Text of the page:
So, we recommend that you be vigilant with your compliance. If you haven’t already removed language like this from your marketing and application materials, you must do so immediately.
There were a number of Oakland rental property owners that were choosing to not participate in Section 8 simply because of the administrative burden and the time constraints in getting the property occupied and rent coming in.
Unfortunately, this legislation does not address or fix the underlying root problem with housing voucher programs. Each one is run by a different housing association with a separate set of administrative requirements.
If they would fix the problem of consistency and efficiency, they’d find that the issue would take care of itself.
Maintain Fair and Consistent Screening Criteria
You are now required to allow Section 8 and housing voucher applicants to participate just like everybody else, but this does not mean any of your other screening criteria has to be changed in any way. You can still have the same credit criteria and require the same income verification.
The only change with the income criteria is that you can only look at the portion of the rent that the resident will be paying, not the entire rent itself.
Here’s an example:
If your rental criteria says that a resident must earn three times the amount of rent every month, you’ll have to consider three times the amount of what the Section 8 resident would be paying. So if they are responsible for only $300 of their rental payment and the voucher takes care of the rest, you need to look for income that meets or exceeds $900 from that resident.
There are two sister bills in place. The second bill does designate vouchers and it also adds military personnel and veterans as protected classes when it comes to source of income. So all three of those protected classes now have a heightened level of protection under existing and new discrimination laws.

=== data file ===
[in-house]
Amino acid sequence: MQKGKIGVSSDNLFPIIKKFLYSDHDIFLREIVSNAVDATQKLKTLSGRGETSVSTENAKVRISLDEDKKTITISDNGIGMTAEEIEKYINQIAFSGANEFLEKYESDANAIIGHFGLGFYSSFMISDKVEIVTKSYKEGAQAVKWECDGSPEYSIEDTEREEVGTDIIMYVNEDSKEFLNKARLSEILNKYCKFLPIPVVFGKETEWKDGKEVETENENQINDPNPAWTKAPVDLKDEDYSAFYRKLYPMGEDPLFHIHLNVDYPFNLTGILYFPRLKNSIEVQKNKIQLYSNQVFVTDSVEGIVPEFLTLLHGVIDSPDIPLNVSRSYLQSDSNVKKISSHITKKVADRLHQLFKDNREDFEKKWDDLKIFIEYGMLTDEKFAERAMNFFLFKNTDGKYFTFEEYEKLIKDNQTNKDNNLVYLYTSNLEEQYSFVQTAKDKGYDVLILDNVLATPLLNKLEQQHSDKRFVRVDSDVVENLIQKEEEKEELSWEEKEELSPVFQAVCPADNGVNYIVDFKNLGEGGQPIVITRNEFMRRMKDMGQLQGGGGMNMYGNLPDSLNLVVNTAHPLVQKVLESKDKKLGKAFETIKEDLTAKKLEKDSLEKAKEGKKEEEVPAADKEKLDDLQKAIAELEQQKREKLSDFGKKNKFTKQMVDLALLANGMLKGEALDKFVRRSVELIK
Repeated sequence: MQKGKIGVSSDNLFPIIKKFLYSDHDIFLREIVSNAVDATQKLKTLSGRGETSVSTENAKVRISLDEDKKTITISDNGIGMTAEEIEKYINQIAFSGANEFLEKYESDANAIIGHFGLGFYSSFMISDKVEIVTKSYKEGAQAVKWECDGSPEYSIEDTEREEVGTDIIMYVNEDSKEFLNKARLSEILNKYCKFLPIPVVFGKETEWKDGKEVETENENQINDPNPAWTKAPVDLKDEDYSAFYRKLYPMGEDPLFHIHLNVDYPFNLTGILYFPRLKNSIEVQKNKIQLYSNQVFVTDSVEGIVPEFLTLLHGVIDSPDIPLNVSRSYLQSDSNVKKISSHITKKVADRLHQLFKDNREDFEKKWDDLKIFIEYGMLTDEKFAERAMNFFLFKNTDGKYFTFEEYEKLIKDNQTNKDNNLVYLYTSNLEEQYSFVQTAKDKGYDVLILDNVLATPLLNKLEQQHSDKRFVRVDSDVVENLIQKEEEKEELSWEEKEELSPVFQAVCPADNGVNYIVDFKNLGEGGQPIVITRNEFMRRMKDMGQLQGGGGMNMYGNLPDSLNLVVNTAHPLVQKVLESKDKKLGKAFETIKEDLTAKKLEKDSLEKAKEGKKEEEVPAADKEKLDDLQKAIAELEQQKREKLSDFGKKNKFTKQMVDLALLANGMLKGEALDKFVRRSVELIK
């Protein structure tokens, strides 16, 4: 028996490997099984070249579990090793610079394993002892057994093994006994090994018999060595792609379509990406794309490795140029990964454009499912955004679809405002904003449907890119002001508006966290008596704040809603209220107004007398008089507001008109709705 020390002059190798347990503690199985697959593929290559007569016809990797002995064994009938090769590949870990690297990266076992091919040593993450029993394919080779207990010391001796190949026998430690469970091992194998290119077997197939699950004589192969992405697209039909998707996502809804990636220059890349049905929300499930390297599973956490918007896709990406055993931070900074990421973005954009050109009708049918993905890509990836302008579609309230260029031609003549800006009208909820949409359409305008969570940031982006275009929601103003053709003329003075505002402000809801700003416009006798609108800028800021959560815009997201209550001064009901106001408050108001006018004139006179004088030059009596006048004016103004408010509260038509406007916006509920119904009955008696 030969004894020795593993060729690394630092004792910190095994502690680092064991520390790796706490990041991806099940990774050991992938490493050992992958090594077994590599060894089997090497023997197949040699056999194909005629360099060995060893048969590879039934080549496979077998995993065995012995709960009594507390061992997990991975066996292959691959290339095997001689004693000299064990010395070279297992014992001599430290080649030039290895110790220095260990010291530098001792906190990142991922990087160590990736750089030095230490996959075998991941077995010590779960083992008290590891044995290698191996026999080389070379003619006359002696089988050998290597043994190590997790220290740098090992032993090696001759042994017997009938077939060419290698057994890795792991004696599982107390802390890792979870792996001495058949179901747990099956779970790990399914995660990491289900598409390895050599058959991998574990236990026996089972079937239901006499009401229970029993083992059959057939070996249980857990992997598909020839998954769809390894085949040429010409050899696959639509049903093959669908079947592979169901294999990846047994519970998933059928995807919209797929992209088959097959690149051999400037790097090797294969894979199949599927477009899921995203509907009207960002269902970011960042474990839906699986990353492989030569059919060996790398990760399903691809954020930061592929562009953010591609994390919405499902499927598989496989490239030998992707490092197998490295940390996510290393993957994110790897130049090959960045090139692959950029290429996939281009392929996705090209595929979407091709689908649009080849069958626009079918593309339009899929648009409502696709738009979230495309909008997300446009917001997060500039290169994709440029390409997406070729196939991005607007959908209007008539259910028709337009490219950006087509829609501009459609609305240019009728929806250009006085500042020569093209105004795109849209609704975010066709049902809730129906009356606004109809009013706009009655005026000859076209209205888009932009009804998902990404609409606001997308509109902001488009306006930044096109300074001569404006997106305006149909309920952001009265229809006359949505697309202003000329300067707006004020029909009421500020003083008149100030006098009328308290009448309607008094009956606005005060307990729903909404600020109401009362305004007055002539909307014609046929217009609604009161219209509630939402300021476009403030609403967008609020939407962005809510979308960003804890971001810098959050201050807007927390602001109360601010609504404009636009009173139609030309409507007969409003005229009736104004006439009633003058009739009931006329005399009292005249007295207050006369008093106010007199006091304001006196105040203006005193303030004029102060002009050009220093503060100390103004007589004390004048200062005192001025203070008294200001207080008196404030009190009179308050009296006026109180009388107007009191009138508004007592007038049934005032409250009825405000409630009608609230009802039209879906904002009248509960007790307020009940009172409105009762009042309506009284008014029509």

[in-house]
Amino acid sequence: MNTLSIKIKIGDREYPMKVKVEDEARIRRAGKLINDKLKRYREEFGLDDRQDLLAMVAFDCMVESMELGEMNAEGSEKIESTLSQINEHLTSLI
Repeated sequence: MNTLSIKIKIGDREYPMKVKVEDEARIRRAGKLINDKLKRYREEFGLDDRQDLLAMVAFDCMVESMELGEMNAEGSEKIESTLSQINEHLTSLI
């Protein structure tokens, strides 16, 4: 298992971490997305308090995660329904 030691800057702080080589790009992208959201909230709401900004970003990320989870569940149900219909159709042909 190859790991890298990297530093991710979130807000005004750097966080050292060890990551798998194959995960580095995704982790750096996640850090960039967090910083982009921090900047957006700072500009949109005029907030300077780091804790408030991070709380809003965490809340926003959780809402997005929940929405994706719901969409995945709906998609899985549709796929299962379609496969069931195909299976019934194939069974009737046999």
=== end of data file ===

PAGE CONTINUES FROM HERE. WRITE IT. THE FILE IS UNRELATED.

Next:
Oakland Rental Trends and Industry Best Practices
It is hard to say if this will become a national requirement over time. It started with the cities, and quite a few California cities were already doing this. It may have started in Los Angeles, and then it moved out through the state from there. Any time one large city influences something, other cities begin to pick it up. And, there are some very powerful tenant rights organizations in California, and they’ve worked hard to pass this bill as well as the rent control laws. California and Washington are sort of the front runners and then Colorado is quick to follow as the new rental trends and patterns tend to move east.
As an Oakland rental property owner, what you really need to know is that you have to be careful with your advertising and your screening process. You can no longer refuse an application from a potential resident who is part of the Section 8 program or has a housing voucher.
Keep an eye on this blog space, because we’ll be updating you frequently on how this law takes shape and what other things it may be leading to.